Would it be correct to say that a good Samaritan can be a messenger of goodness and, on the Camino, more likely to be seen as an angel? If the Bible is even one of many possible cultural references, that leaves it to the recipients to determine if they coincidentally find good, helpful people at key moments, or if they encounter mounting personalized proof of the Creator's attentive love & innovative desire for goodness in their lives.

I'd better stop now, as I sure don't have credentials to guess the number of angels that can dance on the head of a pin :D
 

CaminoJohn

Active Member
Camino(s) past & future
Camino Frances 2006,2008,2011; VDLP, Sanabrias (2018)
#11
"Camino Angel" may come from the very long tradition, here in the states, of being a "Trail Angel" on one of the three long distances trails here; the Appalachian Trail, the Pacific Crest Trail and the Continental Divide Trail. In this tradition a "trail angel" is someone who provides unsolicited support to through hikers on the trail. "Trail Magic" is a special moment/place on the trail where someone is providing support. I earned both titles this year on the CDT by providing food and other support at a spot 2 days distance from any town on a particular weekend for more than 3 years in a row. My sister has earned this title by packing extra sandwiches to pass out as she is hiking on the AT near here home. No biblical references implied on these secular routes.
On the camino, volunteer hospitaleros are the obvious camino angels secular or not. Sounds like you did something nice and noted!
 
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falcon269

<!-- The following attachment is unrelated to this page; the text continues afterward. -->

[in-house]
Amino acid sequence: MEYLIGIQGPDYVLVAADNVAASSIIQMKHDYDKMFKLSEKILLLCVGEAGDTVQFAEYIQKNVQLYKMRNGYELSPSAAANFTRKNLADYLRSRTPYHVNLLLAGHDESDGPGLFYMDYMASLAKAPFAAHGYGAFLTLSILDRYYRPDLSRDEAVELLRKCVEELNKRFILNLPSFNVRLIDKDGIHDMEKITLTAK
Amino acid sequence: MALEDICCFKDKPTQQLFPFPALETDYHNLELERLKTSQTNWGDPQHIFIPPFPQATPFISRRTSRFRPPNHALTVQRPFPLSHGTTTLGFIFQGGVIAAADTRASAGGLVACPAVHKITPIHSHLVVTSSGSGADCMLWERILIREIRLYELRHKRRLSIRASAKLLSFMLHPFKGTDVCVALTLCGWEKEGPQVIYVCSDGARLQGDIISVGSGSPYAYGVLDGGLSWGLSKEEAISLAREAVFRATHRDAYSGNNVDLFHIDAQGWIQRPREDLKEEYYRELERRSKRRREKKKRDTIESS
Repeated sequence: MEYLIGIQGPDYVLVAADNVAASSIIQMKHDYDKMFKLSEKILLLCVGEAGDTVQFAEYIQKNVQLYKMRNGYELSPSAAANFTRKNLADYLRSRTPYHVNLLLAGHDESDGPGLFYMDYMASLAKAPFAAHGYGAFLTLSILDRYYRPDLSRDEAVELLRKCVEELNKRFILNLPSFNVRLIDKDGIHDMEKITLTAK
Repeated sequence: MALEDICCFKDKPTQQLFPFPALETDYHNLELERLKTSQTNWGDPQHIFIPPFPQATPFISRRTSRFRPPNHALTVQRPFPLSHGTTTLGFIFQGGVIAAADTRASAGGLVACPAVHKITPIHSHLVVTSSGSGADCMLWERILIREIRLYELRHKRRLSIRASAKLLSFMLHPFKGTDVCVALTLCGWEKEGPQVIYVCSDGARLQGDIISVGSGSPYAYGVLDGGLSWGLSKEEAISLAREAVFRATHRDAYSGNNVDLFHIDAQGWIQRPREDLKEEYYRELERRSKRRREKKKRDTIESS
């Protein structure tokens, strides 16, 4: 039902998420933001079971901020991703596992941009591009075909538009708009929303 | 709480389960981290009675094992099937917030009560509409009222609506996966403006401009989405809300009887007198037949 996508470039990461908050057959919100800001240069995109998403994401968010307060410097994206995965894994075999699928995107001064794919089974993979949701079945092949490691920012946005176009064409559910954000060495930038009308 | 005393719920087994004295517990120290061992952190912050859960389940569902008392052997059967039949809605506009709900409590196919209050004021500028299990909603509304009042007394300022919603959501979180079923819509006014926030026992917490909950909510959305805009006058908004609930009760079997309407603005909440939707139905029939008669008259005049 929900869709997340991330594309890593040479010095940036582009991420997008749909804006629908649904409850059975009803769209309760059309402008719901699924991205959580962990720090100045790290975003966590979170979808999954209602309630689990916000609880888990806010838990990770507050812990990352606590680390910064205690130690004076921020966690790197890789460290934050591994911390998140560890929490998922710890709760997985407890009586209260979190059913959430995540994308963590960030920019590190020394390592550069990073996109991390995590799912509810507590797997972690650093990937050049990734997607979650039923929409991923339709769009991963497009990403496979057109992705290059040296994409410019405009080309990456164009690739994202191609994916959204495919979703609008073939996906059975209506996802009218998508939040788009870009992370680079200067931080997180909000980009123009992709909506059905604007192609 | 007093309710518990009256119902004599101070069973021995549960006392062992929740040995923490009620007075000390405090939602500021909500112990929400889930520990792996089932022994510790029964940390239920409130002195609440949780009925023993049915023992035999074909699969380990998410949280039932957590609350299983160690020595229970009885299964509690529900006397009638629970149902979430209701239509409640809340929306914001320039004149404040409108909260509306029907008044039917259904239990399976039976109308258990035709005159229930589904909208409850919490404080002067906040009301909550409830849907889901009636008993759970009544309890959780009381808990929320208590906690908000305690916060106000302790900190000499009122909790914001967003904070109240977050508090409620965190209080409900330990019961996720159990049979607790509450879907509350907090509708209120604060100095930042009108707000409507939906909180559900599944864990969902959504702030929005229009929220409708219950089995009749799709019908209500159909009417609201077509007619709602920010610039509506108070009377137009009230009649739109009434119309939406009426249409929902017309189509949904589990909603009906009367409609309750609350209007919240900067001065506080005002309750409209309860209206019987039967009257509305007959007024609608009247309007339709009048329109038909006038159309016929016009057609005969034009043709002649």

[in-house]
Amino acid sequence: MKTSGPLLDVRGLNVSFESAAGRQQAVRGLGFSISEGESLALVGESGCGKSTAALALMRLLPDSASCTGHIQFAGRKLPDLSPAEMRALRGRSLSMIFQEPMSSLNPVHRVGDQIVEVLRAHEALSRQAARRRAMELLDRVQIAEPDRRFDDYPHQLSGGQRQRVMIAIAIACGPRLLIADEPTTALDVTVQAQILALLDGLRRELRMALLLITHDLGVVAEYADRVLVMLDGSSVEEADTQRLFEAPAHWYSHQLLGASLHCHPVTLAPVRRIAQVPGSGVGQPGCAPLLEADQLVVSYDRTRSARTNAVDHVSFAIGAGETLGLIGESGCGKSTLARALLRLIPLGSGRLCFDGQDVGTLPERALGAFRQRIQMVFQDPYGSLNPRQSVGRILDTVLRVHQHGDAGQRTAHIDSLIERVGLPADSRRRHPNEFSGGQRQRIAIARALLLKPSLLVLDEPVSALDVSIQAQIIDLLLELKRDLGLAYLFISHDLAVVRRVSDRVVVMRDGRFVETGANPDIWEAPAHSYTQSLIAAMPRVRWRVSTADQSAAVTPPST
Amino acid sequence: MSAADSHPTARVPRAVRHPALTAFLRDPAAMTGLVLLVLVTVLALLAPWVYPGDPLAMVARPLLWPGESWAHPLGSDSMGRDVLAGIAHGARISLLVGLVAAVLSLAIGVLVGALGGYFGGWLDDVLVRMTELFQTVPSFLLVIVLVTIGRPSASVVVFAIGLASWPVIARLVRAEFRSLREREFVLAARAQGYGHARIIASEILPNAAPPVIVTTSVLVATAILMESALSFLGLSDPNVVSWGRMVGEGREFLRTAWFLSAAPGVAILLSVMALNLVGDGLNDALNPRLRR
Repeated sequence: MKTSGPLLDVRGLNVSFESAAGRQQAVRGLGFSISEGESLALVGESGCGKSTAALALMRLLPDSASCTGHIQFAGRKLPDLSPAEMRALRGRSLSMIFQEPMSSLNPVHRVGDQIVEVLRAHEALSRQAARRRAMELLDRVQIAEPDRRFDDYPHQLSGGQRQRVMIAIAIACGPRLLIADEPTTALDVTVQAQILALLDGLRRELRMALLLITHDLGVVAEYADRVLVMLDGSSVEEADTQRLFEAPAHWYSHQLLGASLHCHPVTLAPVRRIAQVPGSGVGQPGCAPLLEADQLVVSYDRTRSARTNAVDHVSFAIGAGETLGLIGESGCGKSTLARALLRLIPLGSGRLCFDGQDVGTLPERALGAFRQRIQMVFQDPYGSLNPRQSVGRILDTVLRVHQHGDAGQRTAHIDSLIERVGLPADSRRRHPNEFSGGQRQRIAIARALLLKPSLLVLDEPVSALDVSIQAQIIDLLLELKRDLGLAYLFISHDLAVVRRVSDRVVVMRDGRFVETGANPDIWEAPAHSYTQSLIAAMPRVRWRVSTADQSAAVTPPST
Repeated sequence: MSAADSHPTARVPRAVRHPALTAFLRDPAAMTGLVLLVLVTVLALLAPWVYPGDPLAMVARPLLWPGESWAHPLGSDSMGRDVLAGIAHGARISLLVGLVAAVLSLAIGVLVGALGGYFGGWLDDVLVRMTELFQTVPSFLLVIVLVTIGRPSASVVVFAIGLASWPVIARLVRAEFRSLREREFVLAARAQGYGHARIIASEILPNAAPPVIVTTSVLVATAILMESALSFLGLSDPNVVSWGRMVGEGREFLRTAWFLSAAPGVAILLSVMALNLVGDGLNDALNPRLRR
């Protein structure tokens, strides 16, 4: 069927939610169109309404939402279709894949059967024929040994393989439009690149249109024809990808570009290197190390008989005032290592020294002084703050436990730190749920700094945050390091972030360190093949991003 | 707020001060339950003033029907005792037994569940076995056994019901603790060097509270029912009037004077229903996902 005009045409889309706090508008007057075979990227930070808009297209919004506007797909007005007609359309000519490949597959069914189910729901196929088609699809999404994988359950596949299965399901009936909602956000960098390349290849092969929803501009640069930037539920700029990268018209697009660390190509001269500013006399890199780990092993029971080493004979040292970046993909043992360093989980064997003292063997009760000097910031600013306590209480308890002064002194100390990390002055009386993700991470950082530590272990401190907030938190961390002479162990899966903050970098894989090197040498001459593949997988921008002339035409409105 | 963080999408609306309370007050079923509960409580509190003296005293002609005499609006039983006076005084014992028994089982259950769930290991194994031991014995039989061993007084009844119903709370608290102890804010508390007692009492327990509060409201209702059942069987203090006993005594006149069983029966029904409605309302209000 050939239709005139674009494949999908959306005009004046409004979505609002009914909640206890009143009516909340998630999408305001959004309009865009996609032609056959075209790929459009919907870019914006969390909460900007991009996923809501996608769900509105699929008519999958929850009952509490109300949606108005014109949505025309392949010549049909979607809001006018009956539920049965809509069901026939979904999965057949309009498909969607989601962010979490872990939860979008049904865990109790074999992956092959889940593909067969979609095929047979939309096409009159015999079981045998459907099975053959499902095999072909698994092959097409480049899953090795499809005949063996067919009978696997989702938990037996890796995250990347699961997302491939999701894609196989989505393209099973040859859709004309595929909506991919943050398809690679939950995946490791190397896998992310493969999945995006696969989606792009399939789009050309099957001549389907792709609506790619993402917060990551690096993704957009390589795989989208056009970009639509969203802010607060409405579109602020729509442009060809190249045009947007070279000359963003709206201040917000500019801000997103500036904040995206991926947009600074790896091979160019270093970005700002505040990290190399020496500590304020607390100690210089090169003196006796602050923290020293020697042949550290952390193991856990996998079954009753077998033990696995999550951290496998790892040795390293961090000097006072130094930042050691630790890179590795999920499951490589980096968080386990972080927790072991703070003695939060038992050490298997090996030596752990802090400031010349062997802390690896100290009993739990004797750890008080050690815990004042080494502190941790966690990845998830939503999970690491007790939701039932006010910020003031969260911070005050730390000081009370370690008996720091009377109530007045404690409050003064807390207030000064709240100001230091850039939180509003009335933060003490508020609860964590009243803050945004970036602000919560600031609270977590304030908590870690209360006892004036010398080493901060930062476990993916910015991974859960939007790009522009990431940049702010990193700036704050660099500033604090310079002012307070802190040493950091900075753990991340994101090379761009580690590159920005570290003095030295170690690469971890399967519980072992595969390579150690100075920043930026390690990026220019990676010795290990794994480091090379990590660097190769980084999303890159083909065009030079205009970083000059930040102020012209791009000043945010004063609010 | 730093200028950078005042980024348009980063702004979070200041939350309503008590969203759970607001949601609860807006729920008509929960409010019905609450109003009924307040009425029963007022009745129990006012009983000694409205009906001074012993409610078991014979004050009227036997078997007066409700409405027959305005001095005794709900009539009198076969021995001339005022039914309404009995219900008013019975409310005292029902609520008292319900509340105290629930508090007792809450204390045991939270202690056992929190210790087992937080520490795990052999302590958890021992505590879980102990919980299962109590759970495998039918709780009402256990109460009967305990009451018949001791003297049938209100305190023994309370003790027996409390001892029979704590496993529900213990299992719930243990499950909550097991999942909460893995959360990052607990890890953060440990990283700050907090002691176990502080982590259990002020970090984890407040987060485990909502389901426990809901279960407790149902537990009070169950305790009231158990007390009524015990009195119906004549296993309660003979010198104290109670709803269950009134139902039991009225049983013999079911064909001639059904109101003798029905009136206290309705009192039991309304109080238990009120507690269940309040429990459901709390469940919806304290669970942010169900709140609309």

no commercial interests
Camino(s) past & future
yes
#12
"Camino Angel" may come from the very long tradition, here in the states, of being a "Trail Angel" on one of the three long distances trails here
The U.S. is 500 years old. The Appalachian Trail was started in 1923, and became nominally a part of the National Park Service in 1968, which is still acquiring parts of it.

The Camino de Santiago goes back to the 9th century.

While it is possible that an American tradition affected a European tradition, I would go with a less U.S.-centric opinion that it is the other way around. ;)
 

CaminoJohn

Active Member
Camino(s) past & future
Camino Frances 2006,2008,2011; VDLP, Sanabrias (2018)
#13
The U.S. is 500 years old. The Appalachian Trail was started in 1923, and became nominally a part of the National Park Service in 1968, which is still acquiring parts of it.

The Camino de Santiago goes back to the 9th century.

While it is possible that an American tradition affected a European tradition, I would go with a less U.S.-centric opinion that it is the other way around. ;)
Of course. But the revitalization of the camino and its use by a world wide population, including those familiar with the American trails, only dates to the 1980's or so.
 
Camino(s) past & future
Frances, autumn/winter; 2004, 2005-2006, 2007, 2008, 2009, 2010, 2011, 2012, 2013, 2014, 2015
#15
Thank you for your link re metanoia. Whatever their past history or present beliefs may all who walk the camino sense such a trancendental 'change of heart and mind'.